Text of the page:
The Huang He Plain mixed forest coregion occupies the lower plain of the Yellow River and consists of silt that has been transported from the loess hills of North Central China. River deposition on the North China Plain has created fertile soil, well-suited for agriculture. Since the land has been settled and farmed for several thousand years, few remnants of the original lowland forest exist. Some stands remain on surrounding hills, and in the Dabie Mountains. Riparian wetlands and flood basins still serve as important refueling stops for large numbers of migratory birds.
Beginning in the 1960s numerous hydroelectric dams have been constructed on various reaches of the Yellow River, leading to massive ecological damage; even earlier, the instinct to control flooding on the North China Plain has led to levee construction, which activity has actually resulted in exacerbation of larger flood events, and also to major changes in the lower reach course. The Huange He ecoregion has been heavily degraded by millennia of deforestation and intensive human use.
Location and General Description
The Huang He Plain mixed forest ecoregion expands to the east as the floodplains of the Yellow River broaden as they approach the sea. To the south, this ecoregion intergrades imperceptibly into the floodplain of the lower Changjiang (Yangtze) River. The watershed divide between the lower reaches of these two great rivers is low enough that they have been linked for centuries by navigation canals. Most of this ecoregion is occupied by the North China Plain, an area of recent alluvium where the particle size and porosity of the substrate varies with the slope of the land. Many areas, even those farther inland, experience salinization of the soil. Some low hills and mountains rise to the south of the Huang He, and on the rocky Shandong Peninsula, which is included here. To the east, the hills are mostly less than 300 meters (m) elevation. To the west, the highest peak, Taishan, rises to 1,524 m. These mountains are much older than those of western China, containing metamorphic rocks of the Cambrian Period.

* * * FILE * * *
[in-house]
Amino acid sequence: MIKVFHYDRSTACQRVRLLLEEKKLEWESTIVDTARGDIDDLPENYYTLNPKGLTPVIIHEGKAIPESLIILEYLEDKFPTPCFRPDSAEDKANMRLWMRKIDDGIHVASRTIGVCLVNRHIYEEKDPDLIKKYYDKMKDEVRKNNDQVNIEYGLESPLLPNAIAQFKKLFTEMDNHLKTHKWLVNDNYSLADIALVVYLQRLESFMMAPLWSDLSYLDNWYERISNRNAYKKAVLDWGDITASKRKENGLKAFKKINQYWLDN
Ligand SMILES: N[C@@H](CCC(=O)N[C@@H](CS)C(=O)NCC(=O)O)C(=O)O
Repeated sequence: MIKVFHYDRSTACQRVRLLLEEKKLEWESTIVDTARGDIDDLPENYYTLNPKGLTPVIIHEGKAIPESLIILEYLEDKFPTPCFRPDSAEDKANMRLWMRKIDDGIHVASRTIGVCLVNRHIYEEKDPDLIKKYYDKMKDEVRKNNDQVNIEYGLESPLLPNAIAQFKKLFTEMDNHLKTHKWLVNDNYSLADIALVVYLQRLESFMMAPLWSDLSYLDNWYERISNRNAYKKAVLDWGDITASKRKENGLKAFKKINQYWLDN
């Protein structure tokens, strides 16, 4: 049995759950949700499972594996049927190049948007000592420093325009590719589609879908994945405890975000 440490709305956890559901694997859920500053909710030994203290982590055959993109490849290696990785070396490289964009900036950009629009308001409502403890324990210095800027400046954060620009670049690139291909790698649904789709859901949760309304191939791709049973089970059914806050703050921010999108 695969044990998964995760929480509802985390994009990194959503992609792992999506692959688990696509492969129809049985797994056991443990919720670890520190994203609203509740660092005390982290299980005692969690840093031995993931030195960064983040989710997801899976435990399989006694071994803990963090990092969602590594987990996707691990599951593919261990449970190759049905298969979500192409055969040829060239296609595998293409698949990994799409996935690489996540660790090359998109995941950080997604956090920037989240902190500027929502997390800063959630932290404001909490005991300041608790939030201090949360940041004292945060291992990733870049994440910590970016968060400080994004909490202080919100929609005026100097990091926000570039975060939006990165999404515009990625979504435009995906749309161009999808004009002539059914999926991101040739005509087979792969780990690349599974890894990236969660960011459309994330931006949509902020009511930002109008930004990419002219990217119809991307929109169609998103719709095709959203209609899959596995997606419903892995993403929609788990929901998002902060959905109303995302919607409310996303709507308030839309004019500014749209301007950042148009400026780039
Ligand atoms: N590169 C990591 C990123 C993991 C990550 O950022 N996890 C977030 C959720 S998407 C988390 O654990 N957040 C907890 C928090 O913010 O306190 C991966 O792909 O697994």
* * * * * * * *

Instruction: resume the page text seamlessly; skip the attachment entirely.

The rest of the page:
Warm, moist summers, cold winters and favorable soils produce deciduous broadleaf forests. Such forests are thought to have existed in the area at one time, although they were virtually extirpated centuries if not millennia ago. Nearby hills are also heavily disturbed, but do retain some vestiges of their original forest cover. Natural vegetation of the Shandong Peninsula includes forests dominated by the deciduous oaks, Quercus acutissima and Q. variabilis, with other tree species including elm (Ulmus spp.), pistachio (Pistacia chinensis), and the conifer (Pinus tabulaeformis). Today these original forests have been replaced by a secondary cover of red pine (P. densiflora).